Jon Sorrentino: [00:18:36] That's awesome. Cause the happy show. I remember like seeing that while I was in school and just being like, wow, great work. Um, the most recent exhibition that he did in Zurich as well, um, was it also called the happy show?
Everything was yellow. Yeah.
Verena Michelitsch: [00:18:51] Uh, in Vienna, they did. Um. Beauty show. I think
Jon Sorrentino: [00:18:56] That was recent as well. There was one in Switzerland and I was able to see off the top of my head, I can't remember it now, of course, but I mean, that's great that you're able to get exposed to the exhibition design that you know, without really even going directly to like the MoMA or anything like that.
You were there for three months. You then eventually had to go back to Austria.
Verena Michelitsch: [00:19:16] Yeah. I'm not even sure if I'm allowed to say it in public, but basically you're allowed to stay in the U S for three months,
Jon Sorrentino: [00:19:23] visa or whatever it may be.
Verena Michelitsch: [00:19:25] Yeah. But you could extend it if you just leave the country and come back completely.
So at that point, I still had my company in Austria, so I was able to write invoices from there. So I just wrote to different studios and. Then eventually landed a Pentagram with Eddie Opara, and freelanced there for a bit, which was also really amazing because it's such a famous design studio. So I was really lucky to get in there, learned a lot about editorial design, and was able to do an amazing illustration together with Eddie Opara.
And yeah, that's point. I really felt like, I don't want to go back to Austria.
Jon Sorrentino: [00:20:05] Sure. Yeah.
Verena Michelitsch: [00:20:06] I want to work here full time and I want to stay longer.
Jon Sorrentino: [00:20:11] The energy of New York just kind of sweeps you out.
You had mentioned that you ended up at pentagram, but what was the process for that? You know, did you go through the same idea of sending out your portfolio and trying to get in touch with studios that you, you know, really admire?
Verena Michelitsch: [00:20:26] I think I'd really just went online and looked for email addresses from Pentagram and that's how it came about. It definitely helped to have Stefan Sagmeister in the resume at that point. Yeah, just reached out and then had an interview and then went there.
Jon Sorrentino: [00:20:43] You spend some time at Sagmeister and Walsh.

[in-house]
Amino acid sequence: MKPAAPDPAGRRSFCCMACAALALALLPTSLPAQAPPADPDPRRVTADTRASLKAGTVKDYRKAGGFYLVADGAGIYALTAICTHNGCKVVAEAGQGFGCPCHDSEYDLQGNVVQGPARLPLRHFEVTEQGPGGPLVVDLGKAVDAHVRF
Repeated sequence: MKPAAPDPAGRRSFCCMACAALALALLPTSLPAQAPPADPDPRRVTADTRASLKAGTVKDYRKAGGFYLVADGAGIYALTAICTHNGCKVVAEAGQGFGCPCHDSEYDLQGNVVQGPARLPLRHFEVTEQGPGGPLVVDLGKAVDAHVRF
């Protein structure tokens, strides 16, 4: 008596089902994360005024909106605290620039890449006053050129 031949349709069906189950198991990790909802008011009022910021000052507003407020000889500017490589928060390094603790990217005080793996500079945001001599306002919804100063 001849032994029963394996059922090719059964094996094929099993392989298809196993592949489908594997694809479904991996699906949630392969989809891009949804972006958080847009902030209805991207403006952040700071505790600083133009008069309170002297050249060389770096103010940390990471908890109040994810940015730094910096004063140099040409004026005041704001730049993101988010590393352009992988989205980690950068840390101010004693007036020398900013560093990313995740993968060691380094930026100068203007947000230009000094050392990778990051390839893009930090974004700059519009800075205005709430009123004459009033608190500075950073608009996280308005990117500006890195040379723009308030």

You spend some time at Pentagram already in my eyes. That is like riding high on the design, uh, stops and then you also end up at RoandCo and RondCo. I think they're still creating amazing work. The quality is phenomenal. You spent two years there. How was that experience?
Verena Michelitsch: [00:21:04] Yeah, it was really great. I mean, it was my first full time job abroad, but it was also really my first really full time job being employed ever, and I really enjoyed it and I love the detail work that they're putting into every project.
I just love the style of Roann, the founder, and every project that I was able to work on was just really amazing, interesting, and also beautiful. So we worked on a lot of fashion branding and fashion art direction work there. I just learned so much about processes, about print production, about how you really work with clients and about having the constructure to your work.
I think that's what they read it very well.
Jon Sorrentino: [00:21:51] I think it's amazing that you recognize it. For the internship at Sagmeister and Walsh, that some people may say like, Oh, I have my own studio. I'm not going to give up and go to an intern or do that, because that would mean that I'm taking a step backward, which I think is not the case at all.
You know, like you saw the opportunity to really want to get your foot in the door in New York and also learn from one of your heroes essentially. And I think that's really key to leading to the rest of your amazing opportunities after RoAndCo, you step into Sid Lee as a design director.
Was that scary?
Verena Michelitsch: [00:22:23] It was scary for sure.
After RoAndCo I first really didn't know what I really want to do, and I ended up just interviewing at a lot of different places, and I even went to interviews where I was like, I don't think that I want to work there, but it really helped me figure out what I really want to do. And at that point I really enjoyed art direction.
So I was really into that, and I was looking for opportunities where I could work on bigger shoots or bigger productions and learn more about that really. And I think one good way in is to go into a more advertising direction because of they have productions and bigger budgets. So I interviewed there and I really liked the vibe there.
Right away I got along with the creative directors were very well and it felt really right. And so I got actually hired as a senior designer slash art director, but they told me that eventually they want to help me get to design director position so I could start my own team and everything. But it happened very quickly.
So it happened after almost a month or so because the whole internal structure at Sid Lee changed. And one of the ECDs left and everyone got bumped up one position. Happened rather soon, and I get thrown into the cold water. It was really great. I love to kind of figure things out by just doing it, and I am sure I made a lot of mistakes, but I was also able to exchange myself with all the other creative directors or senior directors there to just learn from them and ask for tips, and everyone knew that I'm also fresh in that position.
So there was a lot of helping each other out and just figuring it out together.
Jon Sorrentino: [00:24:10] A little forgiveness in a grace period.
Verena Michelitsch: [00:24:12] Yeah, for sure.